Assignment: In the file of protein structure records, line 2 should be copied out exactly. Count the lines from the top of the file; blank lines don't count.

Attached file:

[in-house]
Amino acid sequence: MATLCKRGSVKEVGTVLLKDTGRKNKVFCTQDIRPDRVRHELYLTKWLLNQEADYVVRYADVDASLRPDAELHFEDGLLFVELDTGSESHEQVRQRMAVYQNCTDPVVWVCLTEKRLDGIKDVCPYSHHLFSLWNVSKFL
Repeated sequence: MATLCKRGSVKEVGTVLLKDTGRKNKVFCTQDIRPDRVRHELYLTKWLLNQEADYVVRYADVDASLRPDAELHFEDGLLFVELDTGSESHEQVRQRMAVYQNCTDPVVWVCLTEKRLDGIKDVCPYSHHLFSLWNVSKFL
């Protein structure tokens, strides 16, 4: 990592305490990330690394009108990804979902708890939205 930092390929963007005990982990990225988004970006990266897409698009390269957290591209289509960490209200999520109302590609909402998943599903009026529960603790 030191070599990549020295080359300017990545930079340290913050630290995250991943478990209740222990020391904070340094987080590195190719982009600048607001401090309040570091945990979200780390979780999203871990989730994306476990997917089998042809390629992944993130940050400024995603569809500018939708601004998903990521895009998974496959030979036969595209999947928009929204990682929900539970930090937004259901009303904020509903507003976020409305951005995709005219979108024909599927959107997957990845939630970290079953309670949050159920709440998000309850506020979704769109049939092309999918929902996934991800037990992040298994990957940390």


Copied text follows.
Amino acid sequence: MATLCKRGSVKEVGTVLLKDTGRKNKVFCTQDIRPDRVRHELYLTKWLLNQEADYVVRYADVDASLRPDAELHFEDGLLFVELDTGSESHEQVRQRMAVYQNCTDPVVWVCLTEKRLDGIKDVCPYSHHLFSLWNVSKFL